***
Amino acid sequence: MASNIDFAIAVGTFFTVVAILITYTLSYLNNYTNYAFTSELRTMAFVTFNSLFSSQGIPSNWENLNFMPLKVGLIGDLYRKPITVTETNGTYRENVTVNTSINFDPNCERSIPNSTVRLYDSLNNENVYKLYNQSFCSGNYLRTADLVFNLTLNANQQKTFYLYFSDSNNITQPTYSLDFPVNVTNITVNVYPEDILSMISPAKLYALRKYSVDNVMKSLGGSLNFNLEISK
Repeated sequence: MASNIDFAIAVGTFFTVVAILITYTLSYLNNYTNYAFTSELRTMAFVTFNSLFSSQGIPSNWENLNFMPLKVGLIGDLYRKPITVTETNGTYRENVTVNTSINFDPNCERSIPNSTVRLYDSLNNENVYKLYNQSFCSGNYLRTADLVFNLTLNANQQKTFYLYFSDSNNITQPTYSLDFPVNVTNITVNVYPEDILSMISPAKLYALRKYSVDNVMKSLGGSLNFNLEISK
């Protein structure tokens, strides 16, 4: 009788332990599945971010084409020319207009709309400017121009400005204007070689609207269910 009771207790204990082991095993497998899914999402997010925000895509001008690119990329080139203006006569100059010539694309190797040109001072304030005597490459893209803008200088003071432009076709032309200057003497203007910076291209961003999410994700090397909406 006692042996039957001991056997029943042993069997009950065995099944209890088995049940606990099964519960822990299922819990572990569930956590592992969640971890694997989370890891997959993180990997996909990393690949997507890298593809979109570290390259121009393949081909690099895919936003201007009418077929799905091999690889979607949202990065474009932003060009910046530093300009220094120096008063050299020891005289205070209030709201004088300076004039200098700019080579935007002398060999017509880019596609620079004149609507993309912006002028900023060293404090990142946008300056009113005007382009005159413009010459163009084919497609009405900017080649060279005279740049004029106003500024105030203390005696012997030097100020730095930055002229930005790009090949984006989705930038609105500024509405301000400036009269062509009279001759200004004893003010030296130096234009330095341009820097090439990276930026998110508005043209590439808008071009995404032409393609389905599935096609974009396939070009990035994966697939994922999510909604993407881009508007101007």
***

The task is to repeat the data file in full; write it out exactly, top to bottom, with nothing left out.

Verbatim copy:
Amino acid sequence: MASNIDFAIAVGTFFTVVAILITYTLSYLNNYTNYAFTSELRTMAFVTFNSLFSSQGIPSNWENLNFMPLKVGLIGDLYRKPITVTETNGTYRENVTVNTSINFDPNCERSIPNSTVRLYDSLNNENVYKLYNQSFCSGNYLRTADLVFNLTLNANQQKTFYLYFSDSNNITQPTYSLDFPVNVTNITVNVYPEDILSMISPAKLYALRKYSVDNVMKSLGGSLNFNLEISK
Repeated sequence: MASNIDFAIAVGTFFTVVAILITYTLSYLNNYTNYAFTSELRTMAFVTFNSLFSSQGIPSNWENLNFMPLKVGLIGDLYRKPITVTETNGTYRENVTVNTSINFDPNCERSIPNSTVRLYDSLNNENVYKLYNQSFCSGNYLRTADLVFNLTLNANQQKTFYLYFSDSNNITQPTYSLDFPVNVTNITVNVYPEDILSMISPAKLYALRKYSVDNVMKSLGGSLNFNLEISK
């Protein structure tokens, strides 16, 4: 009788332990599945971010084409020319207009709309400017121009400005204007070689609207269910 009771207790204990082991095993497998899914999402997010925000895509001008690119990329080139203006006569100059010539694309190797040109001072304030005597490459893209803008200088003071432009076709032309200057003497203007910076291209961003999410994700090397909406 006692042996039957001991056997029943042993069997009950065995099944209890088995049940606990099964519960822990299922819990572990569930956590592992969640971890694997989370890891997959993180990997996909990393690949997507890298593809979109570290390259121009393949081909690099895919936003201007009418077929799905091999690889979607949202990065474009932003060009910046530093300009220094120096008063050299020891005289205070209030709201004088300076004039200098700019080579935007002398060999017509880019596609620079004149609507993309912006002028900023060293404090990142946008300056009113005007382009005159413009010459163009084919497609009405900017080649060279005279740049004029106003500024105030203390005696012997030097100020730095930055002229930005790009090949984006989705930038609105500024509405301000400036009269062509009279001759200004004893003010030296130096234009330095341009820097090439990276930026998110508005043209590439808008071009995404032409393609389905599935096609974009396939070009990035994966697939994922999510909604993407881009508007101007």